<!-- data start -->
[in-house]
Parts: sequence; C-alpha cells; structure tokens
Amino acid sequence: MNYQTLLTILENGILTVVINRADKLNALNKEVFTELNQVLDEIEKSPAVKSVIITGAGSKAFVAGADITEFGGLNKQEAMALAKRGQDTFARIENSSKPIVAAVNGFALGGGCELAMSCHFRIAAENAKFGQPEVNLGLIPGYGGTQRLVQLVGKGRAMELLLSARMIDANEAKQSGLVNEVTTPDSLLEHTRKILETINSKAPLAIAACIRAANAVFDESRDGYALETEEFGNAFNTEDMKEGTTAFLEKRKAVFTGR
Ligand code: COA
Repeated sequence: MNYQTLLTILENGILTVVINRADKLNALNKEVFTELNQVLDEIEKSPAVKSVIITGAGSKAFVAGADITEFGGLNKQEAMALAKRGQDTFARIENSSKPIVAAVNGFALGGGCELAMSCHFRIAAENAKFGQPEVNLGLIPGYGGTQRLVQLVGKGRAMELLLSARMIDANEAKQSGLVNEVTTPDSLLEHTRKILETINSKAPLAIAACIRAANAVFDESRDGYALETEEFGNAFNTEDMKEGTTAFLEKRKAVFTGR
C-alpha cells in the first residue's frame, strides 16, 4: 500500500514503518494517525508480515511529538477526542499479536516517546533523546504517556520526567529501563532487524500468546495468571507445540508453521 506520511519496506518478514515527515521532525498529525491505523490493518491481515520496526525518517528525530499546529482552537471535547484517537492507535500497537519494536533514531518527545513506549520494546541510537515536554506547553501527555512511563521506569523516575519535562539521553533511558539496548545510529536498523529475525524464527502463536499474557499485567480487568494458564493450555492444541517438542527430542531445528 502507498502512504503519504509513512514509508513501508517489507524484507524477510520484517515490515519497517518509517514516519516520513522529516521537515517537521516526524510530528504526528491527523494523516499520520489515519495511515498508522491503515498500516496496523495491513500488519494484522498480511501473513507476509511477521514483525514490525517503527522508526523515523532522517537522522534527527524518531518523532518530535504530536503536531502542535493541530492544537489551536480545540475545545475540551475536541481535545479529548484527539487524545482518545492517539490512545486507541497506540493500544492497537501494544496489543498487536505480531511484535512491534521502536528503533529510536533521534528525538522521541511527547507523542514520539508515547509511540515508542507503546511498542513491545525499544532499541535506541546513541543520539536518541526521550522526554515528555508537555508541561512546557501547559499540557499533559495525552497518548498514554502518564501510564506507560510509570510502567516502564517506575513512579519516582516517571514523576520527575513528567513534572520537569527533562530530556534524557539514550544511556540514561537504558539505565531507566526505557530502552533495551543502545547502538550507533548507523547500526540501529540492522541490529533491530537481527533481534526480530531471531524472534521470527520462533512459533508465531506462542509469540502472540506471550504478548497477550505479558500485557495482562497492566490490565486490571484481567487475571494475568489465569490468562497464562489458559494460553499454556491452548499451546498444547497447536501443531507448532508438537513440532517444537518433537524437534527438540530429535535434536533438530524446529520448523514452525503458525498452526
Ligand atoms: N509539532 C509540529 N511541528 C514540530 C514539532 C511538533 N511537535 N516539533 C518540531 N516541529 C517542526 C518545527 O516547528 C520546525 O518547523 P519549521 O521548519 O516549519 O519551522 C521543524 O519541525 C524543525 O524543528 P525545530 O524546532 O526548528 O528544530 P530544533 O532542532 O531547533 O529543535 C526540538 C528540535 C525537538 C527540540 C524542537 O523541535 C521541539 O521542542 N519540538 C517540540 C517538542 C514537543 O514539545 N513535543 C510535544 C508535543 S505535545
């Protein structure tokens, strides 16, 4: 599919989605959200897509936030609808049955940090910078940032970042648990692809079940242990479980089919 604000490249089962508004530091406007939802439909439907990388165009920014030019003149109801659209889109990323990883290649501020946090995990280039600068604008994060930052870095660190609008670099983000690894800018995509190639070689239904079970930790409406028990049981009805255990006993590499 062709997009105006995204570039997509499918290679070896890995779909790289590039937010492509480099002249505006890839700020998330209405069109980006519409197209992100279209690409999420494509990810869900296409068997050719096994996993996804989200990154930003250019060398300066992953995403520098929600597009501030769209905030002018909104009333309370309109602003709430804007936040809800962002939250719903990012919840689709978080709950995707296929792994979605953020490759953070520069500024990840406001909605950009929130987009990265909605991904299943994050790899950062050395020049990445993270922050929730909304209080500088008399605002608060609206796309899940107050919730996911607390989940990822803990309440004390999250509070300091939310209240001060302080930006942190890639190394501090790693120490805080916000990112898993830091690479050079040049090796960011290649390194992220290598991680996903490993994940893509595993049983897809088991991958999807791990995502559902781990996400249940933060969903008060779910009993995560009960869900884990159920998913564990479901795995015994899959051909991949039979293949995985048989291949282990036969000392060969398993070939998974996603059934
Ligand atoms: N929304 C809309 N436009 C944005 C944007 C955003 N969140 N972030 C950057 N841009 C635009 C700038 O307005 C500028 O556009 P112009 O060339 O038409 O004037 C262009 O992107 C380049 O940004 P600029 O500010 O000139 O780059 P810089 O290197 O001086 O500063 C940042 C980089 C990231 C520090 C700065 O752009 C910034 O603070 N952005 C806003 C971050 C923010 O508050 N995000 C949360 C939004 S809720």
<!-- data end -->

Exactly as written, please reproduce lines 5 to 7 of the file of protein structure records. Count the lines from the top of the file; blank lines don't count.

Repeated sequence: MNYQTLLTILENGILTVVINRADKLNALNKEVFTELNQVLDEIEKSPAVKSVIITGAGSKAFVAGADITEFGGLNKQEAMALAKRGQDTFARIENSSKPIVAAVNGFALGGGCELAMSCHFRIAAENAKFGQPEVNLGLIPGYGGTQRLVQLVGKGRAMELLLSARMIDANEAKQSGLVNEVTTPDSLLEHTRKILETINSKAPLAIAACIRAANAVFDESRDGYALETEEFGNAFNTEDMKEGTTAFLEKRKAVFTGR
C-alpha cells in the first residue's frame, strides 16, 4: 500500500514503518494517525508480515511529538477526542499479536516517546533523546504517556520526567529501563532487524500468546495468571507445540508453521 506520511519496506518478514515527515521532525498529525491505523490493518491481515520496526525518517528525530499546529482552537471535547484517537492507535500497537519494536533514531518527545513506549520494546541510537515536554506547553501527555512511563521506569523516575519535562539521553533511558539496548545510529536498523529475525524464527502463536499474557499485567480487568494458564493450555492444541517438542527430542531445528 502507498502512504503519504509513512514509508513501508517489507524484507524477510520484517515490515519497517518509517514516519516520513522529516521537515517537521516526524510530528504526528491527523494523516499520520489515519495511515498508522491503515498500516496496523495491513500488519494484522498480511501473513507476509511477521514483525514490525517503527522508526523515523532522517537522522534527527524518531518523532518530535504530536503536531502542535493541530492544537489551536480545540475545545475540551475536541481535545479529548484527539487524545482518545492517539490512545486507541497506540493500544492497537501494544496489543498487536505480531511484535512491534521502536528503533529510536533521534528525538522521541511527547507523542514520539508515547509511540515508542507503546511498542513491545525499544532499541535506541546513541543520539536518541526521550522526554515528555508537555508541561512546557501547559499540557499533559495525552497518548498514554502518564501510564506507560510509570510502567516502564517506575513512579519516582516517571514523576520527575513528567513534572520537569527533562530530556534524557539514550544511556540514561537504558539505565531507566526505557530502552533495551543502545547502538550507533548507523547500526540501529540492522541490529533491530537481527533481534526480530531471531524472534521470527520462533512459533508465531506462542509469540502472540506471550504478548497477550505479558500485557495482562497492566490490565486490571484481567487475571494475568489465569490468562497464562489458559494460553499454556491452548499451546498444547497447536501443531507448532508438537513440532517444537518433537524437534527438540530429535535434536533438530524446529520448523514452525503458525498452526
Ligand atoms: N509539532 C509540529 N511541528 C514540530 C514539532 C511538533 N511537535 N516539533 C518540531 N516541529 C517542526 C518545527 O516547528 C520546525 O518547523 P519549521 O521548519 O516549519 O519551522 C521543524 O519541525 C524543525 O524543528 P525545530 O524546532 O526548528 O528544530 P530544533 O532542532 O531547533 O529543535 C526540538 C528540535 C525537538 C527540540 C524542537 O523541535 C521541539 O521542542 N519540538 C517540540 C517538542 C514537543 O514539545 N513535543 C510535544 C508535543 S505535545